1. What impact will it have creatively?
The biggest and most burning question about NBC’s new One Chicago schedule is whether or not it will have any impact on the actual episodes that we see. We’re not talking about the ratings or the episode count but what you’re actually watching each week.
Fans are about to get hit with plot (and plot-twist) overload. Everything that happens in the One Chicago universe is going to happen in the same span of three hours, so fans are going to have to process it (and will be talking about it) all at the same time. There’s a chance that someone’s brain could explode, and we’re not counting ours since we have to recap all three shows next fall.
The good thing about having some separation between the shows is that we have time to react to what happens and think about it a bit. This past week is a bit of an extreme example because it was the season finales, but could you imagine if we went right from Chicago Fire‘s cliffhanger into learning that Chicago PD had killed off Alvin Olinsky? It might lessen the impact of one if we then have to immediately move on to another.
It’ll also be interesting to see how the One Chicago shows handle the passage of time now that they’re all airing so close together. The series don’t self-reference a lot, but we as fans tend to think of events as happening in real time unless a show specifically mentions a time jump. Like last season when Olinsky’s daughter died, we wondered how he was seemingly okay the next episode because to us, it only felt like a week later.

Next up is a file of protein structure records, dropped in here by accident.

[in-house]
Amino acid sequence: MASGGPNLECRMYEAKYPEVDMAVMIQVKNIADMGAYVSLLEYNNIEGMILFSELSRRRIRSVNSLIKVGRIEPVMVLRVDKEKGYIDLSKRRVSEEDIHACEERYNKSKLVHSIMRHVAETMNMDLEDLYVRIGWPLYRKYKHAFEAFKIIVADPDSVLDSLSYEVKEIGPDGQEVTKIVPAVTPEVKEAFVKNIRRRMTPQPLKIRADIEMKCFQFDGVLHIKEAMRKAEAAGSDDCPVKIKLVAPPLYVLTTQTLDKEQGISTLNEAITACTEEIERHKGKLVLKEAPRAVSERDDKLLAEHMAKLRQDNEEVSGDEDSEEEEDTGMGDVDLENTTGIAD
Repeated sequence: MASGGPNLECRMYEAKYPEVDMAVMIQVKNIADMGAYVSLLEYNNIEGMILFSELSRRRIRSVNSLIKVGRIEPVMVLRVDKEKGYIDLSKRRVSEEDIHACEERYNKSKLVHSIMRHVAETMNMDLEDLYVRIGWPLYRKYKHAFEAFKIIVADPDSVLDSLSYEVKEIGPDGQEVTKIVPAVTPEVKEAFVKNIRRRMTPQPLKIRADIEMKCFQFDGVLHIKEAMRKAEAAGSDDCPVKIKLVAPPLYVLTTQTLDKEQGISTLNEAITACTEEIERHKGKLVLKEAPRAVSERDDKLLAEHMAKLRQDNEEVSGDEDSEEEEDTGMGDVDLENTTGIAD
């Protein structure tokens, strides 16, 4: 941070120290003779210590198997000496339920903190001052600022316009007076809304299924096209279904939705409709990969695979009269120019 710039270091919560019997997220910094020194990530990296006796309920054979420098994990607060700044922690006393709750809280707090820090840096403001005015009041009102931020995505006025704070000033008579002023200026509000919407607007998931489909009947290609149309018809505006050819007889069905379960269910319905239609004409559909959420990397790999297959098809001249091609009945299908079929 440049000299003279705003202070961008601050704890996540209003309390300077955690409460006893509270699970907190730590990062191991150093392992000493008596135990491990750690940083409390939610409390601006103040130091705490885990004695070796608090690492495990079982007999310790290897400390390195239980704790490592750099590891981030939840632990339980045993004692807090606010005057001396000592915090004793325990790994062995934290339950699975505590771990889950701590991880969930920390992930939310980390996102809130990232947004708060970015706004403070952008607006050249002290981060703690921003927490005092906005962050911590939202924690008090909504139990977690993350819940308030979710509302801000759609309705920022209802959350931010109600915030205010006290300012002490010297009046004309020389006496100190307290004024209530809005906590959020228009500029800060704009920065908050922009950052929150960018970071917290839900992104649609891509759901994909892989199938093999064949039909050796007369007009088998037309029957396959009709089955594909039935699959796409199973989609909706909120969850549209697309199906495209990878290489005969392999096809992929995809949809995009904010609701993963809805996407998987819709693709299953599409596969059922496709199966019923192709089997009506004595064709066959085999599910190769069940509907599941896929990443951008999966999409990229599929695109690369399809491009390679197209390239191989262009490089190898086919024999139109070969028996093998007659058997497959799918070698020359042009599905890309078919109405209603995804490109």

So how will that work when all the events are happening within hours of each other? The shows don’t consult each other regularly, which might make things unintentionally awkward. Like, say if Will Halstead has another mystery illness on Chicago Med, but that same night’s episode of PD coincidentally features him appearing to help his brother on a case. Or if Chicago Fire blows up the firehouse, but no one on Chicago PD says anything about it.
Our reaction will be to think that’s not right, even as we know that these two episodes were produced independently. The fact that they’re airing together creates a perception of connection. Do the writers acknowledge that at all? Do they even have that ability? What about those rare weeks where the same character crosses over on all three shows? There are ways that this could get weird on-screen, and the only way to really find out is to try it and see what happens.
What do you think of NBC’s choice to air Chicago Fire, Chicago PD and Chicago Med all on one night next season? Give us your thoughts on these questions, and any questions you have, in the comments.
One Chicago airs Wednesdays on NBC this fall.